Beyond Clutter and Cavities :: Ideas for Easter Baskets


Beyond Clutter and Cavities :: Ideas for Easter Baskets

While grocery shopping a few weeks ago I perused the Easter aisles, with the vague notion that maybe I should start preparing some ideas for Easter baskets.

Now, I admit that I don’t get insanely excited about making Easter baskets. To me, Easter is more of a religious holiday. I dread seeing it become as commercialized as Christmas, and the endless displays of plastic chicks and bunnies make me cringe just a little. But, I have five children, and even the older ones still love a good Easter egg hunt, so I play along.

As I walked by little plastic pinball games and stuffed bunnies and different colored eggs filled with tattoos and egg-shaped yo-yos that don’t have a snowball’s chance in hell of ever working properly, I had just one overwhelming thought…

I don’t want this junk in my house.

In fact, if I came across most of this stuff right now, I’d pitch it right into the garbage. I’ve been decluttering for the past few weeks, so I’m determined to take a firm stand against all the carrot-shaped whistles and pom-pom duckies out there just waiting to sabotage all of my efforts.

As a result, I’ve been thinking of ways to let the kids have their Easter morning fun and while keeping the clutter out of my house. I could just go heavy on the candy, but I always end up eating as much of it as they do. I’d rather not disclose just how much that is. Let’s just say they get their sweet tooth (sweet teeth?) from their mama.

The best ideas I’ve come across involve items that the kids will actually use for more than a day, bonus for things they will use up. Here are some ideas for those who want to move beyond the clutter and the cavities:

Gardening Tools

  • Kid-sized gloves
  • Seed packets
  • Pots with soil
  • Potted flowers or seedlings

Outside or Active Toys

  • Bubbles
  • Sidewalk chalk
  • Balls
  • Jump ropes
  • Hula hoops
  • Water balloons
Kids of all ages enjoy blowing bubbles.

Consumables (because stuff that gets used up is always good)

  • Stickers
  • Markers or crayons
  • Coloring Books
  • Craft kits

Gift Cards or Coupons

  • Ice cream or yogurt
  • A trip to the museum or zoo
  • A movie and popcorn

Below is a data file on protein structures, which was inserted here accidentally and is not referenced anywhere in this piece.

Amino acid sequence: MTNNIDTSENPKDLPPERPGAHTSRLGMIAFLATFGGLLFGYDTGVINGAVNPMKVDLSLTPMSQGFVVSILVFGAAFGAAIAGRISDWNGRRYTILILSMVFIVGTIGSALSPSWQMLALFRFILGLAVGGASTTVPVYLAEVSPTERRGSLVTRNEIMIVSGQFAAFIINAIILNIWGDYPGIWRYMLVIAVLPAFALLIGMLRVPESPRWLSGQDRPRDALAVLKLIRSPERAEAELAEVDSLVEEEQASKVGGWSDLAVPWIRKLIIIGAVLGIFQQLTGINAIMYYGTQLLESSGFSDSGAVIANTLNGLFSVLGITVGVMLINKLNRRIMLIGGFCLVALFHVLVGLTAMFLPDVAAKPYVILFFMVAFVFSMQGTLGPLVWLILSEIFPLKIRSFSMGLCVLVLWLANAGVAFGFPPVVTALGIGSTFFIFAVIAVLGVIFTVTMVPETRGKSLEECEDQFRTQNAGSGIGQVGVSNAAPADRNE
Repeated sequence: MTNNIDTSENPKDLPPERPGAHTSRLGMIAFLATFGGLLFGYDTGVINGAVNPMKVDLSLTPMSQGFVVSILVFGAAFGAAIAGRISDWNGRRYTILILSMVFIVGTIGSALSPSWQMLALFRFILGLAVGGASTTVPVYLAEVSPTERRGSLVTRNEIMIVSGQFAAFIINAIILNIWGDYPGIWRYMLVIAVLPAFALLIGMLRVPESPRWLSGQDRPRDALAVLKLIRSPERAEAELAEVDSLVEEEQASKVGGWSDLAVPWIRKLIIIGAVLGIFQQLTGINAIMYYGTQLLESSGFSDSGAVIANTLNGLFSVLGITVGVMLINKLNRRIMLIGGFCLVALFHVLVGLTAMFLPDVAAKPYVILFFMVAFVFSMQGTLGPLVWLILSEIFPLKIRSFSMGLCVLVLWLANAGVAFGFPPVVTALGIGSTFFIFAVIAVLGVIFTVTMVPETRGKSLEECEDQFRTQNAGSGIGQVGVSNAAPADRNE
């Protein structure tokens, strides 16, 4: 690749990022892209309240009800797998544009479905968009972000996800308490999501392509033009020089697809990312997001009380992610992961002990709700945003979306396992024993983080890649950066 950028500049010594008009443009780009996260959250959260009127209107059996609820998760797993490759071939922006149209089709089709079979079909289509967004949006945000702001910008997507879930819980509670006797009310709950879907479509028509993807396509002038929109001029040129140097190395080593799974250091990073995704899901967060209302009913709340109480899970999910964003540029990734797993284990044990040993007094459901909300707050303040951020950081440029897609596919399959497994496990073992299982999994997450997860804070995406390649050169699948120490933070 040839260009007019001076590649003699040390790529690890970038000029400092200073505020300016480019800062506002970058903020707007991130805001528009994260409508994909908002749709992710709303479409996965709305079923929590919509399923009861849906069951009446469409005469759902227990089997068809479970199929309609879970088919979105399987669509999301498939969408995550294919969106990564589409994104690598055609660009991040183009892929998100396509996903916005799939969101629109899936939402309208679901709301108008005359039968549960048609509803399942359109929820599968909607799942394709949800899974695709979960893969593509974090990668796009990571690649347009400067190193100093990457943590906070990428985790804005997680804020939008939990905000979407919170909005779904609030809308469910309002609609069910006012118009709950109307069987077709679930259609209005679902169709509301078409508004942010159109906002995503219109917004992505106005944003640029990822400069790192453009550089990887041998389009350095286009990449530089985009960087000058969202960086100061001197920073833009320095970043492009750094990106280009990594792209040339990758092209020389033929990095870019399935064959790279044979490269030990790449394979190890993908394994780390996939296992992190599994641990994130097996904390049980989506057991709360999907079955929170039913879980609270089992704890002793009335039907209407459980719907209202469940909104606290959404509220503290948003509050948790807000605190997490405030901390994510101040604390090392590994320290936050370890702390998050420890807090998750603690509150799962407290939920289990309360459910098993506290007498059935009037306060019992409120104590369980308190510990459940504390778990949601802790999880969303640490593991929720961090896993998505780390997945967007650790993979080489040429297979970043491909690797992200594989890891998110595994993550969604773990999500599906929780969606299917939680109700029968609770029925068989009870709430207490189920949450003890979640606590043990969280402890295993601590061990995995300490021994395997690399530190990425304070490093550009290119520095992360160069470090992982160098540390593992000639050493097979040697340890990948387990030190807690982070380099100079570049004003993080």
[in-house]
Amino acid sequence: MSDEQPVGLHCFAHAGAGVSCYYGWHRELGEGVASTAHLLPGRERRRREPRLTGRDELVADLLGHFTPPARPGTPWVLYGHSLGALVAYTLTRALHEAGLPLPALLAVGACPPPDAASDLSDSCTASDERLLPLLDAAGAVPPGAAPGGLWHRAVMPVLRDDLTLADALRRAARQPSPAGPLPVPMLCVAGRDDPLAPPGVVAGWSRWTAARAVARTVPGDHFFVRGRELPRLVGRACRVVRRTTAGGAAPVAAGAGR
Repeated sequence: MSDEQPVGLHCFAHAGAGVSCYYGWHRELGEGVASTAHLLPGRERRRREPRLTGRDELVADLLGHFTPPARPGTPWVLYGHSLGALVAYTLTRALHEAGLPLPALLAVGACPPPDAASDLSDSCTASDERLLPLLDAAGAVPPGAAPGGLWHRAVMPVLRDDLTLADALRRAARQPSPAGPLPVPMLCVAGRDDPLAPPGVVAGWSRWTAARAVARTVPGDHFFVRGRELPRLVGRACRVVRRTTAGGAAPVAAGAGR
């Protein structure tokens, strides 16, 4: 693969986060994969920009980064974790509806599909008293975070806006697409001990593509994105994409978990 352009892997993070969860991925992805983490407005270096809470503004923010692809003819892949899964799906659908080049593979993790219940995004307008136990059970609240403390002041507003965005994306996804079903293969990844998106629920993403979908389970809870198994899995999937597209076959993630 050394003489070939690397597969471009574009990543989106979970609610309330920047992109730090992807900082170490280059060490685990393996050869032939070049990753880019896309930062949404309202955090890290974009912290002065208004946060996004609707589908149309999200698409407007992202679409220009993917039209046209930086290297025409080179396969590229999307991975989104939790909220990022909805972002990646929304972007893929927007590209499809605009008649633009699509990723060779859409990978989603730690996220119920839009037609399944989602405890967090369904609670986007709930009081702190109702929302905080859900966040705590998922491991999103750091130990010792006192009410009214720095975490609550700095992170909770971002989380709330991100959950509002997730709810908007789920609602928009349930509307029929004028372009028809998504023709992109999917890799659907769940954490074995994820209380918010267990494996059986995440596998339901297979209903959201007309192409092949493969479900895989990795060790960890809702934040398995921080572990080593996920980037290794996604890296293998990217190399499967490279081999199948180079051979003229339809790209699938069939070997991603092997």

• A special day to go strawberry-picking
Let’s face it, kids love ice cream.

 Cooking/Baking Supplies

  • Apron
  • Whisk or measuring spoons
  • Fun muffin pan or liners
  • Colorful mixing bowls (bonus if you use it as a basket!)
  • Printouts of easy recipes to do together (Easter-themed or not)

Summer Items

  • New bathing suit
  • Flip-flops
  • Sunglasses
  • Beach towels
  • Bucket with sand toys (bonus if you use it as a basket!)

Practical Items

  • Toothbrushes (I know this sounds lame, but my kids get strangely excited about new toothbrushes)
  • New pajamas
  • Fun socks
  • Hair accessories
  • Hat or baseball cap (use it as a basket!)
So maybe they wont get year-round use, but look at that smile.
So maybe they won’t get year-round use, but look at that smile.

Toys to Add to a Collection (you already know what your kid loves)

  • Trains or cars
  • Doll clothes or accessories
  • Small Lego sets
  • Plastic dinosaurs or other animals


Books are always great, including a book about Easter, a children’s Bible, or prayer book. These are great ways to focus on the meaning of the holiday.

Candy (yes, I said it)

And of course, there should always be some candy. Just stick a big pack of sugar-free gum in there too. That’s always as big a hit as the chocolate around here.

Whether you fill the baskets with bendable, pose-able bunnies or cutie oranges and new underwear, I hope you have a beautiful Easter.

What ideas for Easter baskets do you have?


  1. What great ideas! Totally hear ya on the no junk, not too much candy way of doing Easter. I already started prepping for my kids with flip flops and an outfit but I will use you ideas to add a few more things! Thanks!

  2. This is not a new dilemma. I’m in the ‘hoping for grandchildren soon’ phase of life, and I remember it well. All of those little pieces of essentially disposable cutesy were expensive and well, a waste of money. The solution that I settled upon was a large family Easter basket. Eggs with candy, and a couple of age appropriate small toys the boys would share or maybe 3 of the same things that I knew wouldn’t last long but were fun for a bit, and then, a gift for each child. Not something super expensive, but something individually picked for them that wasn’t a throw away item. This proved to be more meaningful to my boys, and it was easier in preparation and on the family finances.


Please enter your comment!
Please enter your name here